replied Emma ; " but if she does not, I think I shall waive
ceremony and go and see her. I have great curiosity to
make acquaintance with an Indian squaw."

"You may be surprised to hear me say so, Miss Emma,
but I assure you, without having ever seen her, that you
will find her perfectly well-bred. All the Indian women
are their characters are a compound of simplicity and
reserve. Keep the boat's head more to the right, Selby,
we will land close to that little knoll."

The commandant's boat had pulled much faster, and was
a long way ahead of the bateaux. In a few minutes afterward
they had all disembarked and were standing on the knoll,
surveying their new property. A portion of about thirty



acres, running along the shore of the lake, was what is
termed natural prairie, or meadow of short fine grass ; the
land immediately behind the meadow was covered with
brushwood for about three hundred yards, and then rose a
dark and impervious front of high timber which completely
confined the landscape. The allotment belonging to the old
hunter, on the opposite side of the brook, contained about
the same portion of natural meadow, and was in other respects'
but a continuation of the portion belonging to Mr. Campbell.

" Well," said Martin Super, as soon as he had come ti;>
to the party on the knoll, for the bateaux had now arrived,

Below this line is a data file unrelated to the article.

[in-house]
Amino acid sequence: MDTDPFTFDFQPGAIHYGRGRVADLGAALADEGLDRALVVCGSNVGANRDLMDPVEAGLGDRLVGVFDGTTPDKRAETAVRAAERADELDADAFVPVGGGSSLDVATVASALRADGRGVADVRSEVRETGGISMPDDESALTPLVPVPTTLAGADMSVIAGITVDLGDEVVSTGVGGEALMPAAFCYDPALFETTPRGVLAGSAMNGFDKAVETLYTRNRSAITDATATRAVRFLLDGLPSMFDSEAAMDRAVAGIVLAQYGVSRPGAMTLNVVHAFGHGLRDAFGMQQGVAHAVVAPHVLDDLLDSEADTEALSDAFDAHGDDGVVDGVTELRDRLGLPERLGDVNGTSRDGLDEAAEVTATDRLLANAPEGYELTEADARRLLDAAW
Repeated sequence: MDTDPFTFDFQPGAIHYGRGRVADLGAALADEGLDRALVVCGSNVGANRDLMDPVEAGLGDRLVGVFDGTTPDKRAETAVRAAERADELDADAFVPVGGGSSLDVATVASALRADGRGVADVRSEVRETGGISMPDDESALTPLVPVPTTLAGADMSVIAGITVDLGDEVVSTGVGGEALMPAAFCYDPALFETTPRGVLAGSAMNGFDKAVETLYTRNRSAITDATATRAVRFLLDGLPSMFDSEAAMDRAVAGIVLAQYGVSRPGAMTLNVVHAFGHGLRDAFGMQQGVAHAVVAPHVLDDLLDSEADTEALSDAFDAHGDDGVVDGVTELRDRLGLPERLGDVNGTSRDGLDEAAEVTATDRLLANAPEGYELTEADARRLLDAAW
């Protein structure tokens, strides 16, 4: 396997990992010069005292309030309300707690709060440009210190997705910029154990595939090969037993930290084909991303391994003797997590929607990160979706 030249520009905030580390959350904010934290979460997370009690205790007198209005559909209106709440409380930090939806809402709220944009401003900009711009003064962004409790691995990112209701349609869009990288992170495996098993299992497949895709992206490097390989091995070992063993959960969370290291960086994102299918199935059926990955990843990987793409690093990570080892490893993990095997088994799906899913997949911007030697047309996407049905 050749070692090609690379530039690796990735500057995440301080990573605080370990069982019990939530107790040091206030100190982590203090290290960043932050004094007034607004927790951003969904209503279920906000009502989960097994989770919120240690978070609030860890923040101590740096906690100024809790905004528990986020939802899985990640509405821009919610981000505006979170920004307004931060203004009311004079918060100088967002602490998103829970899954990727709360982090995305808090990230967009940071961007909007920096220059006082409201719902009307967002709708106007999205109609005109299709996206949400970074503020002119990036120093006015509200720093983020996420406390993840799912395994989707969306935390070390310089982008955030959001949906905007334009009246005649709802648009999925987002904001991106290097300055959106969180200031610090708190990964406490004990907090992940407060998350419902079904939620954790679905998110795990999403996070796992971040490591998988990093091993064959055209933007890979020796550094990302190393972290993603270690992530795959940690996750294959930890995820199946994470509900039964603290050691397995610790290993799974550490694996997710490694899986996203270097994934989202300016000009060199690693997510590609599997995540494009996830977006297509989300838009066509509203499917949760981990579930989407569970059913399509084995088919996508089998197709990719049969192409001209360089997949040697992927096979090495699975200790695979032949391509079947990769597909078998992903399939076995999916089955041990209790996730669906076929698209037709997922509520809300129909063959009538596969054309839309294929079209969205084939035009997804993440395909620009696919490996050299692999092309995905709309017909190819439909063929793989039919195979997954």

" I reckon, Mr. Campbell, that you are in luck to have this
piece of grass. It would have taken no few blows of the
axe to have cleared it away out of such a wood as that
behind us. Why, it is as good as a fortune to a new settler."

" I think it is, Martin," said Mr. Campbell.

" Well, sir, now to work as soon as you please, for a day
is a day, and must not be lost. I'll go to the wood with five
or six of the men who can handle an axe, and begin to cut
down, leaving you and the captain there to decide where the
house is to be ; the other soldiers will be putting up the tents
all ready for to-night, for you must not expect a house over
your heads till next full moon."

In a quarter of an hour all were in motion. Henry and
Alfred took their axes, and followed Martin Super and half
of the soldiers, the others were busy landing the stores and